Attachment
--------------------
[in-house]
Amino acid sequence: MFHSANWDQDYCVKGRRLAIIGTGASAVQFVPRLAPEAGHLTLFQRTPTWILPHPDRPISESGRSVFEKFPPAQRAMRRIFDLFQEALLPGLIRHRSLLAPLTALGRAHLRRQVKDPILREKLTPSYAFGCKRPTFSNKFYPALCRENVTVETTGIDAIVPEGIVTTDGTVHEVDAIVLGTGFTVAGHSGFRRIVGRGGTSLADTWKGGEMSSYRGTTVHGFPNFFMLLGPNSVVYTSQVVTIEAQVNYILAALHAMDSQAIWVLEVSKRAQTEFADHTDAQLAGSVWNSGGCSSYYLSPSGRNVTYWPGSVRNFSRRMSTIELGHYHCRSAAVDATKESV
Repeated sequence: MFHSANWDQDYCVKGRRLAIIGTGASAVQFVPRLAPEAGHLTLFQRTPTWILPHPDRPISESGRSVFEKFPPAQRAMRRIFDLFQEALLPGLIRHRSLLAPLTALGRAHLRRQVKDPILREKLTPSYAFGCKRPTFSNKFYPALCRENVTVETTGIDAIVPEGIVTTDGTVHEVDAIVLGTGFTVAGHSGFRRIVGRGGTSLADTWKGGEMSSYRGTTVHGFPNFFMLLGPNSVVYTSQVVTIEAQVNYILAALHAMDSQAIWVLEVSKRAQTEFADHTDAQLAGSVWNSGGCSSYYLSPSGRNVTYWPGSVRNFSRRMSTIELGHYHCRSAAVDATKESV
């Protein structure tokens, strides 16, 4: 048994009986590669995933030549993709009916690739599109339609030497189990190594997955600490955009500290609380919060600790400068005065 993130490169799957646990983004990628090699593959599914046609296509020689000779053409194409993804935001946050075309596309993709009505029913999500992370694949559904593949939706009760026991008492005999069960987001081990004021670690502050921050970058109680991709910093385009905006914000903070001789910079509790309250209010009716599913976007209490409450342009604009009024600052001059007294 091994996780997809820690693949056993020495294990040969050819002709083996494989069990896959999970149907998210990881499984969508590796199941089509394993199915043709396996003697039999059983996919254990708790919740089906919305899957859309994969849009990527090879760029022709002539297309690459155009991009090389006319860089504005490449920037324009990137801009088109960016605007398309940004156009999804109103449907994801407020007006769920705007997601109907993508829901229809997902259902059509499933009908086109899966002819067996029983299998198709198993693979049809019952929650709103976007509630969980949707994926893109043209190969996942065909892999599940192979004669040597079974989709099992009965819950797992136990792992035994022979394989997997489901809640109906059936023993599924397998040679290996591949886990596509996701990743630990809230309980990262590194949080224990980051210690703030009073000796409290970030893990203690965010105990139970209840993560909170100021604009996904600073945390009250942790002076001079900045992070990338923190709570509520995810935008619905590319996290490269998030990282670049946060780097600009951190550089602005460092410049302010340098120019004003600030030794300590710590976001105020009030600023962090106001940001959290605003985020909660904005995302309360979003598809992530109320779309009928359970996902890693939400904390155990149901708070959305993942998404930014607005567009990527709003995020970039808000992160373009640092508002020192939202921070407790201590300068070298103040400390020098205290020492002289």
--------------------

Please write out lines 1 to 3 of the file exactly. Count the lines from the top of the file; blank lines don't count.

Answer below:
[in-house]
Amino acid sequence: MFHSANWDQDYCVKGRRLAIIGTGASAVQFVPRLAPEAGHLTLFQRTPTWILPHPDRPISESGRSVFEKFPPAQRAMRRIFDLFQEALLPGLIRHRSLLAPLTALGRAHLRRQVKDPILREKLTPSYAFGCKRPTFSNKFYPALCRENVTVETTGIDAIVPEGIVTTDGTVHEVDAIVLGTGFTVAGHSGFRRIVGRGGTSLADTWKGGEMSSYRGTTVHGFPNFFMLLGPNSVVYTSQVVTIEAQVNYILAALHAMDSQAIWVLEVSKRAQTEFADHTDAQLAGSVWNSGGCSSYYLSPSGRNVTYWPGSVRNFSRRMSTIELGHYHCRSAAVDATKESV
Repeated sequence: MFHSANWDQDYCVKGRRLAIIGTGASAVQFVPRLAPEAGHLTLFQRTPTWILPHPDRPISESGRSVFEKFPPAQRAMRRIFDLFQEALLPGLIRHRSLLAPLTALGRAHLRRQVKDPILREKLTPSYAFGCKRPTFSNKFYPALCRENVTVETTGIDAIVPEGIVTTDGTVHEVDAIVLGTGFTVAGHSGFRRIVGRGGTSLADTWKGGEMSSYRGTTVHGFPNFFMLLGPNSVVYTSQVVTIEAQVNYILAALHAMDSQAIWVLEVSKRAQTEFADHTDAQLAGSVWNSGGCSSYYLSPSGRNVTYWPGSVRNFSRRMSTIELGHYHCRSAAVDATKESV